If nothing else, 2020 should be dubbed “the year everyone baked a lot.” Between seeking ways to keep your hands busy during a stay-at-home order and craving comfort food (read: Sugar) during this pandemic, measuring ingredients, baking, and eating is truly the perfect activity.
If your quarantine hobby of choice was more akin to plant parenting or learning French, luckily it’s never too late to try your hands at baking your go-to desserts from scratch. For the record, no one here is going to tell you you can’t enjoy your favorite off-the-shelf box cake or sliced-from-a-can cookies. But if you want to expand your baking horizons, these mostly beginner-proof recipes and pro tips are great for those times you want to earnestly tell your guests, “thanks, it’s homemade!”
Chocolate Chip Cookies
We’re certainly not hating on the Tollhouse cookie dough log, but if there’s ever a homemade dessert recipe to have in your baking arsenal, it’s the classic chocolate chip cookie. Luckily, nailing this recipe is very beginner-friendly and the result is a universal crowd pleaser. To achieve all those perfect cookie juxtapositions — crispy yet chewy, sweet yet savory, doughy yet baked to perfection — note these tips from Joy Food Sunshine:
- Take the butter out of the fridge a few hours before you bake to allow it to soften.
- Precisely measure your flour with a dry cup measurer (this isn’t like cooking; with baking, improper measurements can ruin the final product).
- Ensure your baking soda/powder isn’t expired; inactive leavening agents can leave you with very flat cookies.
- Don’t skip on the chocolate chips (or chunks) — because, obviously.
- Take your cookies out of the oven after 8-10 minutes, at the point when they are barely brown.
Funfetti has “fun” and ’90s nostalgia baked right into it, which is why so many people (read: Myself) still enjoy this vanilla sprinkle cake decades beyond our fifth birthday parties. If you want to try your hand at making Funfetti cake from scratch, just know it’s not as simple as tossing sprinkles in vanilla cake batter; it requires some baking alchemy, so you should at least be an intermediate-level baker for this one. Here are a few tips for from Food52 to get this party started:
- Don’t go natural here — artificially colored sprinkles will give you that bright confetti look, and artificial vanilla extract will deliver a flavor closest to the original recipe.
- Baking is a science, and your homemade batter must be thick enough to hold up the sprinkles throughout so they don’t all fall to the bottom when you make the cake. The creamed butter and sugar are important players in creating a voluminous cake that suspends your sprinkles (a 100% oil-based cake won’t work).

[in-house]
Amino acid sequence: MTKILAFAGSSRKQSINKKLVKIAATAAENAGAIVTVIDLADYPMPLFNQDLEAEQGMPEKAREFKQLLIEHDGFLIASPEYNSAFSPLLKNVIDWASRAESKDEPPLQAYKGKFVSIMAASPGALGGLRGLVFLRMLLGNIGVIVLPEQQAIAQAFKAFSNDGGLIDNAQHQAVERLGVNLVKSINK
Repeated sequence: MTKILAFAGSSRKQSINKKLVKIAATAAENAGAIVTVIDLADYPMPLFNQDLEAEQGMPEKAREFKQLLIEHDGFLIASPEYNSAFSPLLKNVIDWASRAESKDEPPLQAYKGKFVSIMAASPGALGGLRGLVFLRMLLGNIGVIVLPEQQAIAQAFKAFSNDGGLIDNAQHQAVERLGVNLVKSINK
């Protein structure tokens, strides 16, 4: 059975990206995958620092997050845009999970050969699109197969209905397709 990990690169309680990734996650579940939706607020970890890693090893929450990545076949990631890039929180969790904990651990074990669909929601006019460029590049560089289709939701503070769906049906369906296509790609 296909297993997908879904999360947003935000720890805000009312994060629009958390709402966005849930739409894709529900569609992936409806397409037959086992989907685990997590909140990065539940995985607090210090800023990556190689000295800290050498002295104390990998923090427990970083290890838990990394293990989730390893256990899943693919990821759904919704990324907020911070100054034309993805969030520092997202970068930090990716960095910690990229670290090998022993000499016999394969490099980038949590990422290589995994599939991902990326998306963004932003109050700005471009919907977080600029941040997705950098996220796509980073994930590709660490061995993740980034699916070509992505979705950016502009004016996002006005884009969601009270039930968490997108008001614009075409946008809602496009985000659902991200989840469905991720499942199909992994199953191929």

- Only use egg whites in the batter to keep the cake light in color (again, we want those sprinkles to pop!).
Because sometimes, a healthy and balanced breakfast is overrated. If you’re a purveyor of the iconic Pillsbury cinnamon rolls (who isn’t?), these homemade cinnamon rolls will speak to both your heart and sweet tooth while impressing your brunch guests. Plus, if you’re new to baking or haven’t yet attempted baking with yeast, these DIY buns are a great place to start because they only require one rise in the oven (many recipes call for an additional rise after the rolls are shaped). Here’s the trick, courtesy of Sally’s Baking Addiction:
- Heat the oven until it hits 150°F, then turn it off.
- Next, cover your rolls with aluminum foil and put them in the oven.
- Leave the oven door cracked open for about 30 minutes, then shut it closed for an additional hour or so to let them rise to perfection.
Pineapple Upside Down Cake
Pineapple Upside Down Cake came into peak popularity in the 1950s — from the moist cake, to the caramelized fruit, to the fun maneuver of literally flipping the cake upside down, what’s not to love? Today, we still crave the dessert’s flavorful goodness, plus its retro appeal. True, Duncan Hines famously sells a boxed version of the cake mix — but this whole recipe is so easy to make from scratch, there’s really no reason not to go all out. These tips from The Kitchn make the process virtually foolproof:
- Keep it classic and use canned pineapple and maraschino cherries; fresh fruit has more juices and may not caramelize properly.
- For more precision, scoop your batter on top of the fruit instead of pouring it so you don’t move the fruit around the bottom of the pan.
- For the perfect flip: Let the cake cool a bit, then stick a spatula or thin butter knife between the cake and the pan to loosen things up. Then, place a flat serving plate over the pan and let your cake slowly drop out (don’t force it, lest the cake with break).
Red Velvet Cake
Something about red velvet cake just feels decadent. It features that fancy flavor crossover of vanilla-meets-chocolate, all in a moist cake with lush cream cheese frosting. Now here’s a fun that will blow your mind: That signature deep red hue that’s nothing short of sexy? It’s literally just regular red food coloring. So next time you’re craving this sultry dessert, forget the box, follow these tips from Live Well Bake Often, and make it yourself:
- Sift the dry ingredients first and make sure there are zero clumps of cocoa powder — that’s how you achieve a light-as-air cake.
- Cream the unsalted butter and sugar together first for 4 to 5 minutes to keep things nice and fluffy.
- Ensure you don’t over mix the cake batter by switching off mixing in the buttermilk and dry ingredients in three additions.
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